However, there is one question that leads to cause for concern: can the current economic (aging) demographic utilize the burgeoning food industry? According to the NPD’s study, Eating Patterns in America, while it is true the US economy is on an upswing, due to its “aging population and corresponding changes in life stage,” this will likely lead to a drop in “total eating occasions on a per capital basis.” The growth of the population is not likely to be huge and that will lead to a “less than one percent annual increase in total food and beverage demand, which isn’t significant enough to stop the decline in consumption occasions per capita.” As NPD food industry advisor David Portalatin noted:
Still, vis-à-vis Chicago, the food industry seems not to have taken a hit with an increase in industry startups including: Farmer’s Fridge, Fooda, RxBar, Home Chef, Simple Mills and Tovala.
In a recent article written by Alton Zenon III in Built in Chicago, an investigation was made into 8 tech company leaders in Chicago on innovation. Stressing the importance of innovation “for companies looking to stay competitive as markets evolve,” Zenon asked these individuals what they felt was needed to “ensure [their] company stays on the cutting edge.” He wanted to know how these leaders were creating new innovation at their firms and found the following answers:
According to founder and CEO of Project44 Jeff McCandless “you never know where the next great innovation will come from.” As such, he ensures everyone in his company has an opportunity to come up with a new idea/solution, etc.
Head of Product at Compass, Eytan Siedman is seeking to “simplify [the] fragmented experience [of] third party software tools bring[ing] engineers together with agents under one roof.”
One of CityBase’s senior software engineers, Jim Segal, says the company is “changing the way that constituents interact with their local governments by digitizing entire processes from the front end through the back end.”
Director of Engineering at Collective Health, Izi Aviyente links part of the company’s success to its “automation of processes leading to more productivity.”
Zenon III also spoke with senior executives at OneSpan, Keeper Security Inc., BRD and Eved for their input on establishing innovation at their companies as well.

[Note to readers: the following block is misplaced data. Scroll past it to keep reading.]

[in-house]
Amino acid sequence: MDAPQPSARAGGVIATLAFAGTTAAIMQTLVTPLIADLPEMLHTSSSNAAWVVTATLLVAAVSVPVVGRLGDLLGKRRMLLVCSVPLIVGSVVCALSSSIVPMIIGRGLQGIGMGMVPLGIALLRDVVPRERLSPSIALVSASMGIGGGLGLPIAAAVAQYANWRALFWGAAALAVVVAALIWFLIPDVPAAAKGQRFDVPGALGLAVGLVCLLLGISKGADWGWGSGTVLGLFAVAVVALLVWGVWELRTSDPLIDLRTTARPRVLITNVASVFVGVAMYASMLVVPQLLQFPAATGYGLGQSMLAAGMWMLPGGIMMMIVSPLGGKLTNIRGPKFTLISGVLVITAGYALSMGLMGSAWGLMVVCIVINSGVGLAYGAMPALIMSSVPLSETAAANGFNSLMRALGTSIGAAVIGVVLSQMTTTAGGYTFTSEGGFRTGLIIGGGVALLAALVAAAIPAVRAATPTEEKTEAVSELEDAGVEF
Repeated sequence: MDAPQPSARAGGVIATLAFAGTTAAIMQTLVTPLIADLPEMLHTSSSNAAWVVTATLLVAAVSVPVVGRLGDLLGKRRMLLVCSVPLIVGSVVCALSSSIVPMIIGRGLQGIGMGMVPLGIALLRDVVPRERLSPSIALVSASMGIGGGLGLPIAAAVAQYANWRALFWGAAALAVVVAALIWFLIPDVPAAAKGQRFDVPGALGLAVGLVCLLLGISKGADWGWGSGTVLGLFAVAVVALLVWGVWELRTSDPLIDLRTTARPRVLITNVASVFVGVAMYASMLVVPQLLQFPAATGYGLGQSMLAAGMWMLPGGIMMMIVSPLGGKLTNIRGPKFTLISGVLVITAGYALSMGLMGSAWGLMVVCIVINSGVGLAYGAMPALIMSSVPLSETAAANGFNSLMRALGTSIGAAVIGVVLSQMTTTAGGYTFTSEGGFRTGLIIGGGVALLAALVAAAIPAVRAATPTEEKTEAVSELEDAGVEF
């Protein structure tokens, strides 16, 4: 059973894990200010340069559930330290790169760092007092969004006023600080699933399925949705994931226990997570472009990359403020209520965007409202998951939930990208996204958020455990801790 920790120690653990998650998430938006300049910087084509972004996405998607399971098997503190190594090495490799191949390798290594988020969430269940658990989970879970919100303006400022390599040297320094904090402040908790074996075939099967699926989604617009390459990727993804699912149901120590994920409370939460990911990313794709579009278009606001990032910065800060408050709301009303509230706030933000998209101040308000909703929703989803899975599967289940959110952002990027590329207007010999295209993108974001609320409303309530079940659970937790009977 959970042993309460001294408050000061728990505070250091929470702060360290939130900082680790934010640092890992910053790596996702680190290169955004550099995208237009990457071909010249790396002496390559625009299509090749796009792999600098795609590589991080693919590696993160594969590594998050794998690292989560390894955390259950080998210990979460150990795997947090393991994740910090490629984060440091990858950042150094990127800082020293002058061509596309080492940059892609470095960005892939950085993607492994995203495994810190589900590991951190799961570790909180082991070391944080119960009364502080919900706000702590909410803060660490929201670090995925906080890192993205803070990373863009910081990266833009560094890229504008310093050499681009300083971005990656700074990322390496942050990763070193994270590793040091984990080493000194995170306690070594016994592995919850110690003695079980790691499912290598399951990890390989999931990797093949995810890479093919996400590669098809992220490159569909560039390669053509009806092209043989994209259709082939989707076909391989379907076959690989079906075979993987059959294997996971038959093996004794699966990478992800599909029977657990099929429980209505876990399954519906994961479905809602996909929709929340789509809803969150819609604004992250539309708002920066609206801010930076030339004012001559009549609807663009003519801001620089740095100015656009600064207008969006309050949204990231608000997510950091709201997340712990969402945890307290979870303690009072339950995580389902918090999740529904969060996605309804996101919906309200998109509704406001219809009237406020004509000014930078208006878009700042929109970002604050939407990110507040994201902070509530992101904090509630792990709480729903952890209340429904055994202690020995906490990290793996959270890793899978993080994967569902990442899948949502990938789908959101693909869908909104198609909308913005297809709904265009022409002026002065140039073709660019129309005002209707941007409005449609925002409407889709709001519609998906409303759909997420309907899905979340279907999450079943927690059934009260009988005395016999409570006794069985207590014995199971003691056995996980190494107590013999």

Last week we covered the first 6 approaches to small business development recommended by members of the Forbes Chicago Business Council. Chicago’s small businesses do exceedingly well as a result of these marketing strategies. Ready for the next 6? \
7. Think about social responsibility. “Giving back” and appealing to people on a personal level garners more support than aggressive marketing techniques. ShoppingGives’ Ronny Sage explains that the company’s recent TechweekGives campaign brought more than 50 local companies together and raised more than $1 million.
8. Pull users in to marketing efforts. Encourage them to become your brand’s advocates by sharing their experiences, photos and reviews on social media, as suggested by Jonathan Treble of PrintWithMe, Inc.
9. Form ties with larger networks. Have them share you vision for you, such as FanFood’s Carson Goodale’s message: “You don’t need to be the sharpest tool in the shed to pursue a dream, rather to have the self-discipline to overcome obstacles, time and time again. ”
10. Recruit within your region. Don’t neglect local talent- keep recruiting within your community, if possible, for real investment and a stronger local network, according to Darren Guccione of Keeper Security.
11. Collaborate with universities, says Civis Analytics’ Dan Wagner. These connections will help your business locate unique, fresh talent.
12. Street teams are important, says Adam Hirsen of UPShow. Get people on the ground who encourage others to advocate for and get enthusiastic about your product.